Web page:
- something really difficult happens
- instead of asking "why me?" or "why us?" I shelve my feelings and just get on with stuff
- I express gratitude to the wonderful people who've stepped forward to help
The latest episode happened yesterday. Actually, there was enough happening to triple the length of this post, but let's keep it tight.
Amanda's dream is to re-do the kitchen. The actual dream is to re-do *a* kitchen, but our kitchen is dysfunctional and nothing but frustrating and ugly, so our kitchen is a good pick. We tossed out a budget when we bought the house and told the kitchen company what it was. Friday he presented us with a beautiful kitchen design, and only about 40% over the budget we'd given him. Turns out his quote is for the cabinets and counter top only, not the demolition, construction, tiling, painting, electrical, plumbing, structure, or appliances.
Before we had time to swallow that and digest it, we went downstairs to check out the new carpet. The house has been a construction zone all summer as we've had a company re-finish the basement -- it had been finished, very poorly, decades ago. It's been two months and the project is just about done, short of the final finishes like electrical outlets, fixtures and doorknobs. The new carpet went down Friday afternoon.
Friday evening, it rained. Big rain. Big storm. We didn't get many thunderstorms back in Halifax, and this single storm made up for eight years of missing them. I knew we'd get some water in the basement thanks to one foundation leak we'd discovered that the sellers didn't inform us about -- that's a disappointment/anger story for another time -- but otherwise, had no big fear.
After Gordon went to sleep, Amanda wanted to check out the new carpet. She stepped foot on it at the bottom of the stairs and said it felt damp in the basement. No worries, I said. It's been raining. YOU feel damp. Everything feels damp. It's a damp day.
We soon realized that the carpet along the edge of the wall was wet. Not just that wall, but the other exterior wall in the room, and even along the new interior wall. Same with the big room next to it. Water was coming in. We'd never seen water come in before.
First time we found water coming in ....... the day we thought we'd just about reached the finish line.
So, I'm thinking home insurance, I'm thinking lawyers, I'm thinking more debt, I'm thinking this house is going to be the end of us. Amanda's doing more crying than thinking. This is the last straw.
Amanda texted the foreman on the job, Jason, from Anden Design Build here in London. This problem is not his fault, but he's been wonderful with us through the whole project. He said he'd be right over.
He arrived amid rain and lightning with his pickup truck, his 11-year-old son, and a brand new shop vac. He was looking to buy a new one anyway, he said. Jason and his boy started pulling up the carpet and underpad from the tack strips and sucking up the water. Jason smartly peeled back the wet parts, propped them up with wax paper and paint cans so they could dry, and advised me how to help the drying process overnight and dam up the advancing water with what towels we had on hand. (We had few towels, thanks to having to use them earlier Friday to soak up an entirely different small flood on the tiled part of the basement, thanks to someone moving our washing machine drain to a non-draining pipe, but.......yarg.) I set up dehumidifiers and hoped for the best.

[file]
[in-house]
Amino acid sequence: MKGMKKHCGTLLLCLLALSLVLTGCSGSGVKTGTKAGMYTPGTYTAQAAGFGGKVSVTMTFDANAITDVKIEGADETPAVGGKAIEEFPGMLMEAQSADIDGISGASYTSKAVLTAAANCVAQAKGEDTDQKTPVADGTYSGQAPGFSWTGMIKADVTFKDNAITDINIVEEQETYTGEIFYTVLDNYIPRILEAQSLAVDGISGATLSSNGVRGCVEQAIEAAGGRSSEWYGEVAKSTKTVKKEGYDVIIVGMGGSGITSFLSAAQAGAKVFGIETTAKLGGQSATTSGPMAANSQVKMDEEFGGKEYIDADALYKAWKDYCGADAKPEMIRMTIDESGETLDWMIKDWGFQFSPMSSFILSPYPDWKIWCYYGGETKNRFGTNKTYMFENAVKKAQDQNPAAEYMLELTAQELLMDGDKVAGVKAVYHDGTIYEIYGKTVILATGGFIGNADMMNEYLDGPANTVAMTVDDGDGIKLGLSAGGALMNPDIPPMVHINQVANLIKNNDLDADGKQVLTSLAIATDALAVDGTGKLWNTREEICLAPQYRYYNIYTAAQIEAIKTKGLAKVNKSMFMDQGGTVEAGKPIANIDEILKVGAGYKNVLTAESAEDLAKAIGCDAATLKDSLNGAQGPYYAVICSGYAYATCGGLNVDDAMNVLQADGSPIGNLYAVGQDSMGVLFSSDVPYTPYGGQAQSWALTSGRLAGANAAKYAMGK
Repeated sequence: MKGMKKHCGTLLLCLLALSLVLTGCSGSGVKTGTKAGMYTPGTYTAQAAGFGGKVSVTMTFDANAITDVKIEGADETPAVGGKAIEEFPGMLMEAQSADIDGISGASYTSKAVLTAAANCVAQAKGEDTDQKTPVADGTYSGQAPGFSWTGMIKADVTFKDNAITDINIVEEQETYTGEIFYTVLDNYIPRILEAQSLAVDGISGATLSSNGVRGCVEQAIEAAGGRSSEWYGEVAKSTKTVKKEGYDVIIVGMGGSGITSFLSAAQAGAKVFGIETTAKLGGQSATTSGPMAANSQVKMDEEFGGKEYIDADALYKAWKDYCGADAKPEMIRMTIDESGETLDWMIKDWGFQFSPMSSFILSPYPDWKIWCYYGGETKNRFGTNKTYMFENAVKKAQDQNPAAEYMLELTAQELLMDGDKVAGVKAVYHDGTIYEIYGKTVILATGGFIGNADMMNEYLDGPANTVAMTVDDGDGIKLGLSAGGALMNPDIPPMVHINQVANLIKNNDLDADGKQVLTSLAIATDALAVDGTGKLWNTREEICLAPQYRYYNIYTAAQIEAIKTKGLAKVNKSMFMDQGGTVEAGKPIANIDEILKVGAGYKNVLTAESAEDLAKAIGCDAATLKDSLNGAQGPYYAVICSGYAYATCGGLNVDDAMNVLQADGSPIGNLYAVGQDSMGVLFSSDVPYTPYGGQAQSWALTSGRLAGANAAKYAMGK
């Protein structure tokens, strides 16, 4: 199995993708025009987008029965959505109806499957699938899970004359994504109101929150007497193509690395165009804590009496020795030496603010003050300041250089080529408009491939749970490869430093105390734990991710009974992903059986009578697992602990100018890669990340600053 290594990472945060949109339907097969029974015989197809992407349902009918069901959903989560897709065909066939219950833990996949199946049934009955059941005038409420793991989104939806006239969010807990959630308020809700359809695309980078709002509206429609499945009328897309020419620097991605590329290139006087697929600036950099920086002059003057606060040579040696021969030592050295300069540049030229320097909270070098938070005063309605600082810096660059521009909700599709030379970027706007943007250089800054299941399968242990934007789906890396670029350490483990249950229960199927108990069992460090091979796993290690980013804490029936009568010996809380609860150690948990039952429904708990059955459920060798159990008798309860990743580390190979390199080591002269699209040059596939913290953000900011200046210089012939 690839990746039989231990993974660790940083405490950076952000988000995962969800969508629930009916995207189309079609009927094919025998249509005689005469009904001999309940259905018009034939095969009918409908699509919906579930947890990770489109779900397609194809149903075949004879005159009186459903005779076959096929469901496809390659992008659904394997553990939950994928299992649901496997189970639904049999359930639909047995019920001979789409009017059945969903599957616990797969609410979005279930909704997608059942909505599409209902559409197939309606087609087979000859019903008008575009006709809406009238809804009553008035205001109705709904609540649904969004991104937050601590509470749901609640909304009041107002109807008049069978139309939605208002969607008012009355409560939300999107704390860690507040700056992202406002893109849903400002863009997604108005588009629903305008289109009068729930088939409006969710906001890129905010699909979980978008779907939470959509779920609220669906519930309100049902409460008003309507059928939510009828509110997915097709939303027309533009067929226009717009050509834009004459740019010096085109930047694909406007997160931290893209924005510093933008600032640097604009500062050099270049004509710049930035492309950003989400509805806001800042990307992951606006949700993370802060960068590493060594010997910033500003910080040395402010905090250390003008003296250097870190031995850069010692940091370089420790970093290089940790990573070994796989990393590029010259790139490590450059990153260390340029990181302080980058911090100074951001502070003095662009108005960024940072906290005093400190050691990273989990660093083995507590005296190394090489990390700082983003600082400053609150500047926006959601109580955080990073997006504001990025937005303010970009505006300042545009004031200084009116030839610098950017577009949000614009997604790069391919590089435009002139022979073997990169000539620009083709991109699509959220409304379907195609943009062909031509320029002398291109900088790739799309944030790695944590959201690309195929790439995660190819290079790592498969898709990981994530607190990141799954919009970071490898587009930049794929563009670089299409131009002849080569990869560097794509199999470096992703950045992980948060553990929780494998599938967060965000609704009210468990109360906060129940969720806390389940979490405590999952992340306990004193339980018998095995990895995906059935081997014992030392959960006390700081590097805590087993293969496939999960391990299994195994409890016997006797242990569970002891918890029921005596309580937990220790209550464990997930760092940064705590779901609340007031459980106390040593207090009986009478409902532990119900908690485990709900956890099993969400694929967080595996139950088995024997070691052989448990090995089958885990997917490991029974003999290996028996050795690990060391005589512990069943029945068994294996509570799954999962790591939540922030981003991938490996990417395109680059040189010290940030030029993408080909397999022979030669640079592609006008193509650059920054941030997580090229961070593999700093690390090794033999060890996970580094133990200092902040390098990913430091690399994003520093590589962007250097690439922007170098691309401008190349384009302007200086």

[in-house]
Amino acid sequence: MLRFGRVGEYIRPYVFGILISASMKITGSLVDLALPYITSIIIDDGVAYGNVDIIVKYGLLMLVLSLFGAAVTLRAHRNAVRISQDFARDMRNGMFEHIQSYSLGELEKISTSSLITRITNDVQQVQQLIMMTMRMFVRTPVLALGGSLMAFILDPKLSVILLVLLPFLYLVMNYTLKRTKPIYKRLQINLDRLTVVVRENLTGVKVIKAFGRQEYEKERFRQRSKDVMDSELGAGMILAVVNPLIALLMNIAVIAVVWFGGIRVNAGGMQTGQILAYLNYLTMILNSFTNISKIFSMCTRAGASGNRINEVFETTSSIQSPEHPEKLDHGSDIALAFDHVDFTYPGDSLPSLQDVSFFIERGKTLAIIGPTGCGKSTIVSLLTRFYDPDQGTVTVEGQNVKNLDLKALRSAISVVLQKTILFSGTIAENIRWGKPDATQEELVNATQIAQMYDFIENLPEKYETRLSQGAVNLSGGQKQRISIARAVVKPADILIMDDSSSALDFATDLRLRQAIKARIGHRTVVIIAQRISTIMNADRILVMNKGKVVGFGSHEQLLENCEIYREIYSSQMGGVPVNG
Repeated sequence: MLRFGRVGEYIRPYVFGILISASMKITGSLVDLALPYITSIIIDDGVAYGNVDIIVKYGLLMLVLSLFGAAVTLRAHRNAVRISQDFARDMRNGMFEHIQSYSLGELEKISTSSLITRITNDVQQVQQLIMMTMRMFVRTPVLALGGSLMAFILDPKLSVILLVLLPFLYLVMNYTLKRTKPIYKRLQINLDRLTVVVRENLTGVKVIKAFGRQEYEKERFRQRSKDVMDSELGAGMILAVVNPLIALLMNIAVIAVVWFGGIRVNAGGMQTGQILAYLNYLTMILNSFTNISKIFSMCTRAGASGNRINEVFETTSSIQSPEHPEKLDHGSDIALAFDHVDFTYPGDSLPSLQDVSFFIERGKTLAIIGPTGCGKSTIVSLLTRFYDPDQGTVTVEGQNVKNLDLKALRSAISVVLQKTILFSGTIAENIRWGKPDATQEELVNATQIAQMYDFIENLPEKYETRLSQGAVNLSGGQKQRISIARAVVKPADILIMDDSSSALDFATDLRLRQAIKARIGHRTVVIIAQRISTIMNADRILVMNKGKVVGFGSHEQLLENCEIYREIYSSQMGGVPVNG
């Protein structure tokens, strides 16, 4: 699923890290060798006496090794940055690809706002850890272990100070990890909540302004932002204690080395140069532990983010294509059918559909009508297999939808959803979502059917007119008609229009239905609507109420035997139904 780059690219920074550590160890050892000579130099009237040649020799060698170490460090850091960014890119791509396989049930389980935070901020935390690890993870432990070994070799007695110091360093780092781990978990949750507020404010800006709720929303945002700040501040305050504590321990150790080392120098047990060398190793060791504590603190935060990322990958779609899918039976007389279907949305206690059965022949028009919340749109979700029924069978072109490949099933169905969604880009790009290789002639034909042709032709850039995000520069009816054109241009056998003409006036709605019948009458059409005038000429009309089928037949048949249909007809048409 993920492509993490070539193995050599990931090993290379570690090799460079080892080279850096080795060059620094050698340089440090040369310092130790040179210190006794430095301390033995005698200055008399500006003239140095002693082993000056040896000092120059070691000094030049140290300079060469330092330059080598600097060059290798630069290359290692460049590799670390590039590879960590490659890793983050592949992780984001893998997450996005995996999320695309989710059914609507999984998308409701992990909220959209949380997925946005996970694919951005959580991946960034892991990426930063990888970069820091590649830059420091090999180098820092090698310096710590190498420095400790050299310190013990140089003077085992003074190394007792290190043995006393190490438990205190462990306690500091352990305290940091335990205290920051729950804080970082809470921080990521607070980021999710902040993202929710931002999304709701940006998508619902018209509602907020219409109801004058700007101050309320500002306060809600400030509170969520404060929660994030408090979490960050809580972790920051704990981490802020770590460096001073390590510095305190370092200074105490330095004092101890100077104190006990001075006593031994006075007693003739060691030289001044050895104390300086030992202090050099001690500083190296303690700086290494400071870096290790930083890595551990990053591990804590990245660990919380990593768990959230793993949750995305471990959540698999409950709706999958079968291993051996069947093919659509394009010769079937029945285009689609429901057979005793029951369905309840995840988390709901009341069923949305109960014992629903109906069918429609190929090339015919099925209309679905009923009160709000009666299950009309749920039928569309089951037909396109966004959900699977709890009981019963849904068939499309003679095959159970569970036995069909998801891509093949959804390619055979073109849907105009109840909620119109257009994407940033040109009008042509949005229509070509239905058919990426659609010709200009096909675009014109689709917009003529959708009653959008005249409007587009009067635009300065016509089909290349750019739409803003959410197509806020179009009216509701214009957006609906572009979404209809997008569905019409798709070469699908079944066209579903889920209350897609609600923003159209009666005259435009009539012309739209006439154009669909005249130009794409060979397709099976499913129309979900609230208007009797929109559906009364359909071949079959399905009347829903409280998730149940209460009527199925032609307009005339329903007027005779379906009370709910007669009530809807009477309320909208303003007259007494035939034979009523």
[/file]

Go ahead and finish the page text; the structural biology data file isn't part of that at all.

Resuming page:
I got up and went downstairs at 4 a.m. to check the situation. The towels were holding. Things weren't getting worse.
Jason came by on Saturday morning with two portable air scrubbers -- big industrial-looking beastly fans with filters, designed for water abatement. He checked things out and was encouraged by how things were drying out.
Jason, you're a bearded angel.
Our new neighbours are excellent folks, too. The dad, Matt, is a Rush fan. That alone is awesome. They've been friendly and sweet. And when they heard Amanda was sick with a flu, and me with my fourth week of goodness knows what in my lungs and ears, and the soggy basement.... well, Kate, the mom, showed up at our door with a complete dinner for us. So kind of her.
I've probably said this before: I've never expected much out of life. I don't feel like the world owes me. I've never even been the kind of person who goes out of my way to help people. I'm a nice guy, sure, but I've always kept to myself. So, to have people who hardly know us reach out and do such sweet, awesome things really, really, really touches me. Jason, Matt, Kate -- thank you for helping make this "last straw" of an event less of an ordeal.
I'm hoping this seemingly never-ending repeating pattern of adversity-resilience-gratitude can eventually be replaced by achievement-appreciation-sharing, or some other less taxing process. Amanda and I, as upbeat and bounce-backish as we've been for the past year and a half, are really feeling like bad luck has us in the crosshairs. We have some wins, for sure, but the losses keep coming at us with time lines and dollar signs, and in ways that undermine our quest to enjoy simple pleasures and a positive outlook on what we know is going to be a sad end.
So, I apologize for the venting. It's a point of pride for me not to be a whiner and complainer. I maintain my belief that everything will be okay in the end. We're just going through a period of prolonged and intense FFFFUUUUUUUUUUUUareyoukiddingmewhatnext?!!?!?
|Oh, here's some good news: G's eye appears to be all better and he's goofy once more.|
I hope to post something hot-diggity-dog upbeat and exciting soon. Darned if I know what it's going to be, but if I see the opportunity, I will.
Last-minute shout-out to everyone running in the various Ovarian Cancer Walk of Hope events around the country this weekend. I wish you good weather!